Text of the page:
- The CHRO position will be a vital source for future CEO sourcing, according to Hanold Associates CEO Jason Hanold.
- As employers increasingly realize the correlation between talent and company performance, they're demanding high-caliber business leaders for HR roles, according to the recruiting firm.
- CHROs — which, at the Fortune 100 companies, are mostly women — now drive innovation and have a strong understanding of the business, Hanold said; "This broader business acumen, paired with strong leadership capabilities and [high emotional intelligence], shapes the ideal profile for today’s CHRO. This profile forges a model for future CEO candidates."
HR roles have been in flux for ages but one thing is clear: They're becoming increasingly strategic.
That's largely good news for HR pros. They're fighting for a seat at the table less often and being the squeaky wheel less often. And instead, CEOs are increasingly seeking HR's input. Business leaders say talent worries keep them up at night and, as Hanold Associates noted, they know there's a real correlation with the bottom line. This puts CHROs in a place to serve as a strategy partner and, if Hanold is correct, in line for a CEO position.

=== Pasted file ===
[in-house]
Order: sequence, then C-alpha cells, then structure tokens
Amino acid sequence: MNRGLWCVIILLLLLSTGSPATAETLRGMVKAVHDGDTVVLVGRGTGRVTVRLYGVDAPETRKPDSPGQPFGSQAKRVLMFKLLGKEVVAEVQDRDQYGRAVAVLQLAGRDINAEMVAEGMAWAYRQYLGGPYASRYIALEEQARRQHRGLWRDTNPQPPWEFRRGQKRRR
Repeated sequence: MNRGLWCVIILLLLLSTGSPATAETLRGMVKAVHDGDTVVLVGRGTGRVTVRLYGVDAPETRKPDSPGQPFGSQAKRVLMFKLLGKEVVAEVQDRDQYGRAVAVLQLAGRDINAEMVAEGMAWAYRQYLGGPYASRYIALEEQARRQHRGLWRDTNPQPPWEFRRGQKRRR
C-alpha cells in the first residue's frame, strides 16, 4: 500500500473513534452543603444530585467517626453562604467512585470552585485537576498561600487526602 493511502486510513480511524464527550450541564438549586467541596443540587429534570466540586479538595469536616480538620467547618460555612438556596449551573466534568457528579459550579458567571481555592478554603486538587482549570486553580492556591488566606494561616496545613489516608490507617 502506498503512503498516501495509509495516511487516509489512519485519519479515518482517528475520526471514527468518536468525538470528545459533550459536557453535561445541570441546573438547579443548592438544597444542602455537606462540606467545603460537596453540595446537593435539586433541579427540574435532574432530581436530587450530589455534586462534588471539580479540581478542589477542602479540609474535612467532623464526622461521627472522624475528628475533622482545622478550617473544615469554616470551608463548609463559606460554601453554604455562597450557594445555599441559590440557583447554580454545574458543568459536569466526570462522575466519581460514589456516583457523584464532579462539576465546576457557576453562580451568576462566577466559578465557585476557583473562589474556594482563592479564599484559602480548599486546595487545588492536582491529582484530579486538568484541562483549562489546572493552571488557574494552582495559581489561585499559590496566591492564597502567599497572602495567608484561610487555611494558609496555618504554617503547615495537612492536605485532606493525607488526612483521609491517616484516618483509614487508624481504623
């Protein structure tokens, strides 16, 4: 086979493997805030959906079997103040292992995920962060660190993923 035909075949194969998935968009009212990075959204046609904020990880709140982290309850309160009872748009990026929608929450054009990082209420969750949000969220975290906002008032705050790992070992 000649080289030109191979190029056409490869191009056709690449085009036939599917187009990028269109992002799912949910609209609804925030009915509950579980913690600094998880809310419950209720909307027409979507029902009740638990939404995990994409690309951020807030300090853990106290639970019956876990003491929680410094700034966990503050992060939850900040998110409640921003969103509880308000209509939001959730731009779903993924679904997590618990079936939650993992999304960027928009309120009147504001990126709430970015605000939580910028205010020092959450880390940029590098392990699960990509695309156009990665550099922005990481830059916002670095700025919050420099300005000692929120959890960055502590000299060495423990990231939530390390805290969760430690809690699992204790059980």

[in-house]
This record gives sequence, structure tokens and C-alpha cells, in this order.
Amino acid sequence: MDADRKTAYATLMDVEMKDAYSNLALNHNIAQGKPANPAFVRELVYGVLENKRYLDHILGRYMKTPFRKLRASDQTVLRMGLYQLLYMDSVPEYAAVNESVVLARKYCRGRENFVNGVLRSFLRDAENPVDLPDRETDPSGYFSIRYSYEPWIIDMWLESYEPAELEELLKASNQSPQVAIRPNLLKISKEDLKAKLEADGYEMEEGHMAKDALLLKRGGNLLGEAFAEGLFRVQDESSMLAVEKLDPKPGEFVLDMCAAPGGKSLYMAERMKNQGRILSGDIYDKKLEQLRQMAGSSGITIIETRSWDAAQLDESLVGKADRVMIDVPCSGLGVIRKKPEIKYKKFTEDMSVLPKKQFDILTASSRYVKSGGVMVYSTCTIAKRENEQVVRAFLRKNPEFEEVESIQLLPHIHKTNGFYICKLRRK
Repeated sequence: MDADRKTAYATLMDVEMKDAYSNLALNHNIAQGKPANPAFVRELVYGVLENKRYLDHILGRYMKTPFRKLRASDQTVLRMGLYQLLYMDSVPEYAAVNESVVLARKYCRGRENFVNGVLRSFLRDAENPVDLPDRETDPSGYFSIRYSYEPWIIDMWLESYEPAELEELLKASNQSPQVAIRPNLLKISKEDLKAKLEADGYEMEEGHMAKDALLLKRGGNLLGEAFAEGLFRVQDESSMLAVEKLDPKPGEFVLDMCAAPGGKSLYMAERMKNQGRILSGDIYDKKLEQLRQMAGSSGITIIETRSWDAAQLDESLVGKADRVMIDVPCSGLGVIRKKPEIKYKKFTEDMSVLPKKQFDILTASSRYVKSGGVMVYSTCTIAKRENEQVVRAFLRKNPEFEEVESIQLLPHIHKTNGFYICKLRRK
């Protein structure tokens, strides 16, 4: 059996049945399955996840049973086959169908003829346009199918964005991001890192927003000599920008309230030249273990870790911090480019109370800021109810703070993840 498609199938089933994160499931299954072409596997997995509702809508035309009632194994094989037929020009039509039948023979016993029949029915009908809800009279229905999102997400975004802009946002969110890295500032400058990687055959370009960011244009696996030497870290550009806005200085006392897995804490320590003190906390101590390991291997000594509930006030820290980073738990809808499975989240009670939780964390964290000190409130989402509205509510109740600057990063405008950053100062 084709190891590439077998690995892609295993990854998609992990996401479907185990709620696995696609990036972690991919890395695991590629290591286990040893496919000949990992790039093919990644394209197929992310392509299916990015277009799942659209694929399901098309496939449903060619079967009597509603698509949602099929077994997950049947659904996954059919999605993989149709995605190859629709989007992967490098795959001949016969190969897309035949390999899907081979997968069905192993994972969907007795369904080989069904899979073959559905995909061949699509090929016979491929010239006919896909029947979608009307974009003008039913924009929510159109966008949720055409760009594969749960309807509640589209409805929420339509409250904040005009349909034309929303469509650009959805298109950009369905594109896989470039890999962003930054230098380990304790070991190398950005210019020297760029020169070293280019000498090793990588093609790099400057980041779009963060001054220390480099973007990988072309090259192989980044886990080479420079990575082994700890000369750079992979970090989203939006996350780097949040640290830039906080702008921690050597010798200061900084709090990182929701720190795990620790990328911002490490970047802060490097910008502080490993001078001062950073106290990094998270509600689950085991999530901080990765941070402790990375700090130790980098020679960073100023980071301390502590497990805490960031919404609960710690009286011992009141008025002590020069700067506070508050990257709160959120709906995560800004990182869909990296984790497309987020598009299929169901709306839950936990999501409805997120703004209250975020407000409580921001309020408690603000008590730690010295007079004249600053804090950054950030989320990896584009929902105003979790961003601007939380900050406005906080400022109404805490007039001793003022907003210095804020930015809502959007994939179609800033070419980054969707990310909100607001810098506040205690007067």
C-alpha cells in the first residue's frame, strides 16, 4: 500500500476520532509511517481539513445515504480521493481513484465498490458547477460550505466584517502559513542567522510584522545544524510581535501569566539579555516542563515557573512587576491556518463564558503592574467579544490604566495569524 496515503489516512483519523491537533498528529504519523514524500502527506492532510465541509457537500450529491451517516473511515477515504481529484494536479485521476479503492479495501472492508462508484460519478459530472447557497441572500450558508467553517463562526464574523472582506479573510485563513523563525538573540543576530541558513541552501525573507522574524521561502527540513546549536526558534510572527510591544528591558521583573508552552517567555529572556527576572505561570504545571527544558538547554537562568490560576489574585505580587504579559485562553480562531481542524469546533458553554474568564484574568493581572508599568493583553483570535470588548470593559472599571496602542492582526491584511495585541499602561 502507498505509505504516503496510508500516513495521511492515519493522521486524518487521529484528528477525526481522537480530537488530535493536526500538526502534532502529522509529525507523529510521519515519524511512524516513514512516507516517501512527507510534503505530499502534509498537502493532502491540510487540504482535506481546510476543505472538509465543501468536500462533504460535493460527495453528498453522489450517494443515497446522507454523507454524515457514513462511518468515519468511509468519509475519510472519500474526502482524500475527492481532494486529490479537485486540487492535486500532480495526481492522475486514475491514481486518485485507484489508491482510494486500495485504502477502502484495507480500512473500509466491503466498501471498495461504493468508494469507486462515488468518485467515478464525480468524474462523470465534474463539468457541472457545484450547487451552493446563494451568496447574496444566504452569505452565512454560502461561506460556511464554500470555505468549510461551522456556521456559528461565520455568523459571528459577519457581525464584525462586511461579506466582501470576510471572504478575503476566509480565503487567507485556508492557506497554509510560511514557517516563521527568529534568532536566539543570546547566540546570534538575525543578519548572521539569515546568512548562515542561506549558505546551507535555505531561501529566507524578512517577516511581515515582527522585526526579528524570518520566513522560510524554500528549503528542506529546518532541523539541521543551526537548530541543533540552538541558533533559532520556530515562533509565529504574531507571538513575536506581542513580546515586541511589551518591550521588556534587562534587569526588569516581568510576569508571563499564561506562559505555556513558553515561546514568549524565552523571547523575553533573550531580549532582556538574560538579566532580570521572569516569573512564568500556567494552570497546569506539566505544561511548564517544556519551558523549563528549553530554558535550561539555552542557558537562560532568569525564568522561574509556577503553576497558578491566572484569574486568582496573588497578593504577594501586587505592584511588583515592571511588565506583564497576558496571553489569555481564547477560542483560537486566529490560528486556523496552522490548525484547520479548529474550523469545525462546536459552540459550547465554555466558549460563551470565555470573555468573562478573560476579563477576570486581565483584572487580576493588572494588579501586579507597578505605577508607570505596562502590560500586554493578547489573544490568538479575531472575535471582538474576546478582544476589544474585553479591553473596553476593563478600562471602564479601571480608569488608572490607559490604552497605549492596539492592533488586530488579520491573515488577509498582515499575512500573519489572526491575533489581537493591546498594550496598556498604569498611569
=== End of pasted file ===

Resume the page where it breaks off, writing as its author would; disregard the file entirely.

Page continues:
But this shift has some pitfalls, too. For years, experts hailed outsourcing and automation as solutions HR could use to find time for strategic thinking. Payroll, benefits administration and leave management were all shipped off to third-part administrators. But it came at a price: a fractured employee and candidate experience, according to research from Mercer released earlier this month. To remedy this, the HR department of the future will have to find a way to do both — "taking on greater responsibility than ever before, while essentially returning to its original purpose, which is to serve the company's people and organize the workforce according to what the company needs to succeed," the Mercer report said.
It may be a tall order, but CHROs can get there by thinking like a CEO or CFO, experts recently told HR Dive. "You have to be willing to put stuff down and let it break," Cheryl Roubian, VP, people at Greenhouse Software said. "Something will fail or be on fire for a while so that you can learn how to prevent future fires."